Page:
The Ray Jackson Interview

Julian Obiedo

5 May 2016

Coach Ray Jackson, from Oakland, is a community entitled “coach” who’s spent 25 years working at the Downtown Oakland YMCA. Coach Ray, born in 1947 has been giving help to those looking, for decades and is synonymous with the history of Basketball in Oakland. While his true love has always been Baseball, his reputation began when his athleticism was evidenced through Basketball. A self proclaimed skywalker in his youth, Jackson caught the attention of everyone around him, and was a role model for those who had the pleasure of watching him in his prime years. I met Coach Ray when I first attended 18 and up nights at the YMCA two years ago. On Tuesday and Thursday nights, he manages full court games of 5-on-5, manages the scoreboard, and even takes the duty of PA announcer, yelling the names of those who score for the entire gym to hear. As I made my way to the whiteboard to sign up to play, he asked me the same thing he does to every kid during 18 and up, “Are you 18?” Those are the first words most people will hear when meeting him because it’s indicative of his craft. It’s an example of his diligence and attentiveness when it comes to the job that he loves. Before even learning his name, Coach Ray made sure I knew all of the rules and policies that came with playing in his adult league. It would have stricken me as hard-assedness if he wasn’t so respected around the gym. After becoming a regular on Tuesday and Thursday nights, I learned to keep my ears open when Coach Ray is in the gym, and that he’ll do the same for you. As the ground bound coach of today spends his time instilling knowledge on anyone willing to listen, I thought that he’d be perfect for this community interview project, and help me learn more about the Ray behind the Coach.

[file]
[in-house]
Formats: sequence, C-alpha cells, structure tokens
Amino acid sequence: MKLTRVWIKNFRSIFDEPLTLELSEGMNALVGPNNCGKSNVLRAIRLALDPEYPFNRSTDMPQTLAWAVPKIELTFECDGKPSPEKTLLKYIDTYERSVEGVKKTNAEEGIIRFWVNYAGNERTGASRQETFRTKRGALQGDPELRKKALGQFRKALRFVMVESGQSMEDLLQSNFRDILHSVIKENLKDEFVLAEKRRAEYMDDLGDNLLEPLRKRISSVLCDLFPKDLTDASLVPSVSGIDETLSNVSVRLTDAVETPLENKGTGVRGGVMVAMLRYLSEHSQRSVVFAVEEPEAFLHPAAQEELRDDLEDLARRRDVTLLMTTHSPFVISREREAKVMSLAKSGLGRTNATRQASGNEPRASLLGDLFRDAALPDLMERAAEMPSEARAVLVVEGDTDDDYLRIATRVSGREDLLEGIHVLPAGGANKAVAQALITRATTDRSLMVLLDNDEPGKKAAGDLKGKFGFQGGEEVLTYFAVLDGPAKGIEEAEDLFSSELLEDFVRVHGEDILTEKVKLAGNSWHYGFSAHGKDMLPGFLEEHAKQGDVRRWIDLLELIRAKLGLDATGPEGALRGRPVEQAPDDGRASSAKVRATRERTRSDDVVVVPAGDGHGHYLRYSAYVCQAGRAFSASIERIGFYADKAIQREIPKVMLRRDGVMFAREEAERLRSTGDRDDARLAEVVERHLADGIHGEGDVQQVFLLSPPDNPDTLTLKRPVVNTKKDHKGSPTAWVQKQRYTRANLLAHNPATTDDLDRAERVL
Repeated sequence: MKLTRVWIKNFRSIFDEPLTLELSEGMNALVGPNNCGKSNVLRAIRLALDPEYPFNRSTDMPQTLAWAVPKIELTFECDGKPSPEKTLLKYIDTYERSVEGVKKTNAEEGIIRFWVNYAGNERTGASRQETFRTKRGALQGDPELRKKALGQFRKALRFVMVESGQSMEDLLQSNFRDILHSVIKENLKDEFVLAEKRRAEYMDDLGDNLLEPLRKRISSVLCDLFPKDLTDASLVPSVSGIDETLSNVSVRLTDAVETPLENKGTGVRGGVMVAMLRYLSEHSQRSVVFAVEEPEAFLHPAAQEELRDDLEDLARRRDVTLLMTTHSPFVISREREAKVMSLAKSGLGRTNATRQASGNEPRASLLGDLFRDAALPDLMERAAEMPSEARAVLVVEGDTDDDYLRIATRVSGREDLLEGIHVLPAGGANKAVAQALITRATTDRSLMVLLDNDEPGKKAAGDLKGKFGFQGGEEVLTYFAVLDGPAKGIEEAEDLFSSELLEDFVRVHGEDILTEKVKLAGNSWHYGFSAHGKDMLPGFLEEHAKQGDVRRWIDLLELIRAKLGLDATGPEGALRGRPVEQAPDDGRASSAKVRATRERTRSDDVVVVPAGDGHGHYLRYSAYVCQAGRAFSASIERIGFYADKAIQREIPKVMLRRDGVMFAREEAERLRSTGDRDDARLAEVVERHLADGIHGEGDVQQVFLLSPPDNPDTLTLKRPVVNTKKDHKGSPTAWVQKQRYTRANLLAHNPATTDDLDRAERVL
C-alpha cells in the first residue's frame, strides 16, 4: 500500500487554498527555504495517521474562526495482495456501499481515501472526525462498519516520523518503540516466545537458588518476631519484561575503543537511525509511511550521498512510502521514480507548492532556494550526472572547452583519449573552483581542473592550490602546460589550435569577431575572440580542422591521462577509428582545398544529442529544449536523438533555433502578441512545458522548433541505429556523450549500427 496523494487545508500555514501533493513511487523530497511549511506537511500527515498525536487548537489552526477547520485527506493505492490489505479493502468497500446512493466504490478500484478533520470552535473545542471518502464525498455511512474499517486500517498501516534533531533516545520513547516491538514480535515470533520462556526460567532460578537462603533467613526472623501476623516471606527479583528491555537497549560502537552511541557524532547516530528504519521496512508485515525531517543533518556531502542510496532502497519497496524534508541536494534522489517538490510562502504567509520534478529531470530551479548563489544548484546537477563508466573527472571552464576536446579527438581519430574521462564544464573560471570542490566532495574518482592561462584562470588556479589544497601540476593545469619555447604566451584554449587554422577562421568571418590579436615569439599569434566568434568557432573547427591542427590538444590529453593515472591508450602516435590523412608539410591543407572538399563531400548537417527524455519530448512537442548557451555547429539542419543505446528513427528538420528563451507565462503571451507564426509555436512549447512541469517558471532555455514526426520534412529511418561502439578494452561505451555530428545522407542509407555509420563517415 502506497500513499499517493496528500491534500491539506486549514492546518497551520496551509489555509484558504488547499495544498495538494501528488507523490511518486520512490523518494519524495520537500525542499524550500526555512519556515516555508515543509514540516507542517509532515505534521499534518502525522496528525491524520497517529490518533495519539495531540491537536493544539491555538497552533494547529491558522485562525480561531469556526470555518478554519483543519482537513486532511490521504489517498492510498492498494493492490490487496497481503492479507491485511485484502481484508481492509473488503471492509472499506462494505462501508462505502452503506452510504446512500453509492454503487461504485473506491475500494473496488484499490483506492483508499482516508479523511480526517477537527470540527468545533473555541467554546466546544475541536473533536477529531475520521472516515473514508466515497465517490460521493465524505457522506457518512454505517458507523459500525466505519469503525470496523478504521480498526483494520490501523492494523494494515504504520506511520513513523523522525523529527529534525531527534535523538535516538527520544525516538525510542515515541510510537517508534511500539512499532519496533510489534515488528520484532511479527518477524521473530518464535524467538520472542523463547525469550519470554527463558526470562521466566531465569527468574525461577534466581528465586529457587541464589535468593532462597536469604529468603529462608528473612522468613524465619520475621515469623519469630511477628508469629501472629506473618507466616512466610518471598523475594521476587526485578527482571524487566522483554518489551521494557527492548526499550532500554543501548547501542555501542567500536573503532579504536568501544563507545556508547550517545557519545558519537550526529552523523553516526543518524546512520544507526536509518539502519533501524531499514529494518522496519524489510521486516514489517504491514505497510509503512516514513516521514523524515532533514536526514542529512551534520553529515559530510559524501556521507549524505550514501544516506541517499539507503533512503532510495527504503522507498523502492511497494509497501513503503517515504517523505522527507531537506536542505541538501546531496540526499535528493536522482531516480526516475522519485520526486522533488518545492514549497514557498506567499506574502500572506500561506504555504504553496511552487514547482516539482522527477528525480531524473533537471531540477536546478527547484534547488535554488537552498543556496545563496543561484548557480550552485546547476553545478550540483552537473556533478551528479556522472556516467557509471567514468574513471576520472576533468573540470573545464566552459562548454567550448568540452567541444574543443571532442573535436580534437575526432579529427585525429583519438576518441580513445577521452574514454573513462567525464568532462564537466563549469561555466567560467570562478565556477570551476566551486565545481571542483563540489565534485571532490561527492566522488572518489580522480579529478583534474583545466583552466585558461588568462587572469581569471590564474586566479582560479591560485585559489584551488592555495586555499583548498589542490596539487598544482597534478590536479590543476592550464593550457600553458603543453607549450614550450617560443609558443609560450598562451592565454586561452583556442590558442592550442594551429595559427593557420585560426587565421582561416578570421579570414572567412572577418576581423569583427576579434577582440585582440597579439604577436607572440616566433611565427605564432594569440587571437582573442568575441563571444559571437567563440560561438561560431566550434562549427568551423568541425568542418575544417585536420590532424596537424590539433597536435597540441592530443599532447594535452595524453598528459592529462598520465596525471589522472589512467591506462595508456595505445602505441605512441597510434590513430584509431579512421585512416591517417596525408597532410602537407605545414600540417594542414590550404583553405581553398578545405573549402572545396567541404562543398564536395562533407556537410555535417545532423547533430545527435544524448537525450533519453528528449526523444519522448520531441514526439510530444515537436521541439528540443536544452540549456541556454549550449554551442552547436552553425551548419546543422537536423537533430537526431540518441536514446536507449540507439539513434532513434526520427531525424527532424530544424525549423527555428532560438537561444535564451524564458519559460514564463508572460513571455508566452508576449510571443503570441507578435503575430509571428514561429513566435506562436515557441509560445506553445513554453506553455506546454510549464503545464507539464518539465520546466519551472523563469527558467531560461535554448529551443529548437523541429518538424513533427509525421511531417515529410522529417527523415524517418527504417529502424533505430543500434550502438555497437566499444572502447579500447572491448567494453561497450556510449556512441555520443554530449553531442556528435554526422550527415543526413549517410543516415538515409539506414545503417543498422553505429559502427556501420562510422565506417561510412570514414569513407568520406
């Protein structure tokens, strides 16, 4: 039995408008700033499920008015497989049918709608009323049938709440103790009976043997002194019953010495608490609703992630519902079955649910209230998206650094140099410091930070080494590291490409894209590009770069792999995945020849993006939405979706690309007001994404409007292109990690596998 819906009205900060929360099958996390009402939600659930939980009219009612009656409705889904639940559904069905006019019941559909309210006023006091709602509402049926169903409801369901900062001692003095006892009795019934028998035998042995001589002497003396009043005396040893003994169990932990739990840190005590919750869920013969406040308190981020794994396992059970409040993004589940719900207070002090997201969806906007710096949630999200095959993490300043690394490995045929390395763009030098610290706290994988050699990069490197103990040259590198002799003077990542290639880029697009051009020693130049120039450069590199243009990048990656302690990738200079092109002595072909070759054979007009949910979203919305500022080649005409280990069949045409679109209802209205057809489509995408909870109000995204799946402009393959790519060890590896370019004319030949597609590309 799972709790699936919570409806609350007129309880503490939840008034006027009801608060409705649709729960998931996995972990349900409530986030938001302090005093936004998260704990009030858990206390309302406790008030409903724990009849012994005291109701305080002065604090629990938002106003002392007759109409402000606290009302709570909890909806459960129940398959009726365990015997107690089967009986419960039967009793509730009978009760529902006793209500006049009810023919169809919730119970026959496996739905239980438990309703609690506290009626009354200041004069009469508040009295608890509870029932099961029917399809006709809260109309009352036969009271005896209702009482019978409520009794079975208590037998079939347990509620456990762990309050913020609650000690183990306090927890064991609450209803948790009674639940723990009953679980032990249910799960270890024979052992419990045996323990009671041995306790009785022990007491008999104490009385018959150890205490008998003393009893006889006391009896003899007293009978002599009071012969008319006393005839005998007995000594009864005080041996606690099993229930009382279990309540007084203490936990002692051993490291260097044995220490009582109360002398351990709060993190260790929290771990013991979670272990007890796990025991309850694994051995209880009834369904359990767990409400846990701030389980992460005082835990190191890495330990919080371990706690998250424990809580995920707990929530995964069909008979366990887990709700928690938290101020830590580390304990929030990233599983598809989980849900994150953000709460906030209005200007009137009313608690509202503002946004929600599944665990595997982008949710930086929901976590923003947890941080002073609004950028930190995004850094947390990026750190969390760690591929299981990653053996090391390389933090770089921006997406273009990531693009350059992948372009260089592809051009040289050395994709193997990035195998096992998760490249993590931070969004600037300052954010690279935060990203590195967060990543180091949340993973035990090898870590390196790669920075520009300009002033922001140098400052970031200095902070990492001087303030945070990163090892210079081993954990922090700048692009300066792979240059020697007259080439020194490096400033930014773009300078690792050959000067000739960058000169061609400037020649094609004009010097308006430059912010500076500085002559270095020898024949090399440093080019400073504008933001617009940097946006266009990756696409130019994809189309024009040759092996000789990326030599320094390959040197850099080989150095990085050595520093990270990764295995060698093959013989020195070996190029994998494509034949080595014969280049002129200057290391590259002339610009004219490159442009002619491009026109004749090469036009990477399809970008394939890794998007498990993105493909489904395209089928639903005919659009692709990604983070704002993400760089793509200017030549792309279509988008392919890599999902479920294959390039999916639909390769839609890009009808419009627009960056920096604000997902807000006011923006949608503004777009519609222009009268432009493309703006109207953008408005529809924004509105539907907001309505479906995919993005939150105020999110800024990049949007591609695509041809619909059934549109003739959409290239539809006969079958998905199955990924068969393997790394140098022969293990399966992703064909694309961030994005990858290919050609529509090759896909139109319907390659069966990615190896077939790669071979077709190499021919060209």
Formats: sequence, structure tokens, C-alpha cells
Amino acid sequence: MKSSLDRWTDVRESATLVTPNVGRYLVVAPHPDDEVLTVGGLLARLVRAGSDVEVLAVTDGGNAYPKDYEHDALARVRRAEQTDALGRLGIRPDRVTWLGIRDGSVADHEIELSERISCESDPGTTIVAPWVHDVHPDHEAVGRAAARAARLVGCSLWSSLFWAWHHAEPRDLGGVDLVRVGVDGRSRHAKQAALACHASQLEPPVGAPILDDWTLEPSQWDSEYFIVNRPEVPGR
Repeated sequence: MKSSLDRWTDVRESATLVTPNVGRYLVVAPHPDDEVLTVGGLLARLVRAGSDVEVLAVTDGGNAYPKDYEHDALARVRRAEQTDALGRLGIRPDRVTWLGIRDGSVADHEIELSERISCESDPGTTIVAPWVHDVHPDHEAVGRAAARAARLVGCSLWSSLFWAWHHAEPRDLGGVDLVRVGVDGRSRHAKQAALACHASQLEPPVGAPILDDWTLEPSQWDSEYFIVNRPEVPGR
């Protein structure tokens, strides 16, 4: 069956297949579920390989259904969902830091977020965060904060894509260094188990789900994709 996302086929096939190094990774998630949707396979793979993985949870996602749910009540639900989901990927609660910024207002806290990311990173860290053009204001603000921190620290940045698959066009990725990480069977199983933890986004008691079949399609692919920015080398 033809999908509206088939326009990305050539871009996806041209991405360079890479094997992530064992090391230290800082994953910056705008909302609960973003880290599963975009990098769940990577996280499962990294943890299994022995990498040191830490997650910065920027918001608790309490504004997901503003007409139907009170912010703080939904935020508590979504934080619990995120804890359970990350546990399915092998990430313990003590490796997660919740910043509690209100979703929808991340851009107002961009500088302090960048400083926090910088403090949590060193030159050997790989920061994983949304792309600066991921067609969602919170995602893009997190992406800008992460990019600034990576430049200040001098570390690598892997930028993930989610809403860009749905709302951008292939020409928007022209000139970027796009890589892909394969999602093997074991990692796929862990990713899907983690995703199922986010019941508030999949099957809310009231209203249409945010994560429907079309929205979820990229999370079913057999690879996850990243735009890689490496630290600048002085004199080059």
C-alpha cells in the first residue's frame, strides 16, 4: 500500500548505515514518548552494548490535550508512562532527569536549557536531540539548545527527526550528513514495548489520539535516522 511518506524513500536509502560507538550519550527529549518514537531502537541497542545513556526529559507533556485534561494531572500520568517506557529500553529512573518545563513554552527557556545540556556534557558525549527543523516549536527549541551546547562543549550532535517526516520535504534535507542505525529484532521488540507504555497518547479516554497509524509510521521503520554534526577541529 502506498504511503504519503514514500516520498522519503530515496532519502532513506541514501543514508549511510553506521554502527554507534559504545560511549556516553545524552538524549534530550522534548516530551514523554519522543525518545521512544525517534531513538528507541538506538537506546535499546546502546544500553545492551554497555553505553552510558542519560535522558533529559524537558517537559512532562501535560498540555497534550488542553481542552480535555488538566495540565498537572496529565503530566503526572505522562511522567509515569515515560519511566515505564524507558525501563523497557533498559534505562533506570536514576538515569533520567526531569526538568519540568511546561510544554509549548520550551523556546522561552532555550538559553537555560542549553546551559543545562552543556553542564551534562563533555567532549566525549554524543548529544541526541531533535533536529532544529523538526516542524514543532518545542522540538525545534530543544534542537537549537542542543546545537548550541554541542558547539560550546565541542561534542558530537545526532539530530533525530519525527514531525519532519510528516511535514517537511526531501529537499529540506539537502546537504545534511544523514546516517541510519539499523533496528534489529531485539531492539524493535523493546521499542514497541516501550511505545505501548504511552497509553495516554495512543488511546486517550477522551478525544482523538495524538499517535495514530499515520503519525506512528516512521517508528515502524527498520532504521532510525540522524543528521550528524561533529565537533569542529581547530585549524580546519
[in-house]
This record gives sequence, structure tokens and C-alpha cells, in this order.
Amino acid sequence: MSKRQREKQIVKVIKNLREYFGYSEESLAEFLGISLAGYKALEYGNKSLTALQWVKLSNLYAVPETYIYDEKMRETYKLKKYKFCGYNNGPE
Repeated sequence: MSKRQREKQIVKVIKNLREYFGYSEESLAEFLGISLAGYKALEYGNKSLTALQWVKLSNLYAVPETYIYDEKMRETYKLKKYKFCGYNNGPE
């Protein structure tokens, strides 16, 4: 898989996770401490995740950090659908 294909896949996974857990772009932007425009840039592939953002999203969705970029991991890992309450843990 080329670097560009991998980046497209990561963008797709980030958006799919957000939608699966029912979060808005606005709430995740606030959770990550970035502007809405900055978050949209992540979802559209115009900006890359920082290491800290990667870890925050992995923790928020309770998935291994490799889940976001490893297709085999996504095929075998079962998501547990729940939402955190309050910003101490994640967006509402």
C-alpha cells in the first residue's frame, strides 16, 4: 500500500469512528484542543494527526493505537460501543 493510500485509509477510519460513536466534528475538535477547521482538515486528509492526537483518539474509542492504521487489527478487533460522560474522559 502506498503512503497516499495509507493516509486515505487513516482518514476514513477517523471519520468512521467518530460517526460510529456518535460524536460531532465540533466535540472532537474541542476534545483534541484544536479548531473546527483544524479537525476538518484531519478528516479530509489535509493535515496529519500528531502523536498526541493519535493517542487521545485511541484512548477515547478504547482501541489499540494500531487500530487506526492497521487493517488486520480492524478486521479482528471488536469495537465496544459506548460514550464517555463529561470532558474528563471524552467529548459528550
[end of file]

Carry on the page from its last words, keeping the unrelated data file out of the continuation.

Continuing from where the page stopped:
Knowing he gets to adult nights 2 hours early, I got there 30 minutes before him, as the gym began to fill up with those warming up for the night games. I started with asking him, how he found the sport. From the Bay Area, he was a well rounded kid with both parents at home, a note that he held very close to heart, evidenced by his 30 year marriage with two kids of his own. He was introduced to the game by a man named Tom Ford, who coached Alameda College. Coach Ray reminisced on his game, as his favorite thing was to dunk the ball, and eventually became his downfall as a player. Landing awkwardly after a dunk, he hurt his knee so badly it would end up requiring two surgeries in the same year, showing me the scars to prove the point. While there was still some hope to get back on the court, the achilles on his other leg would end up tearing, sidelining him for good. His view as a rehabbing athlete with a love for the game would come to show him a new perspective on the game that players will typically get in later years. Jackson was seeing the broad view of the game, and the important takeaways that it can mean to a person’s life outside of basketball. That’s one of the biggest lessons he’ll teach through mentorship, and one he found when working at the YMCA. Sitting at a scoreboard table on the hardwood, Coach was picturing all those who’d come through the doors across the way. He pointed to a corner of the gym saying “You know, Jason Kidd used to shoot on that hoop you shoot on.” Smiling I asked him about his relationship with the now NBA Coach and soon to be Hall of Famer in Kidd. He described him as one of the kids that “You could just see it,” and one that “needed to fix his jump shot,” which was a big criticism of him coming into the NBA. Now I look at Kidd as a Coach, himself, and can point the finger to a contributor to his success off the court. Coach Ray doesn’t take that for granted, and it’s what keeps him doing what he does, as he said that “Everything is a classroom,” and his is that Gym on 24th and Broadway.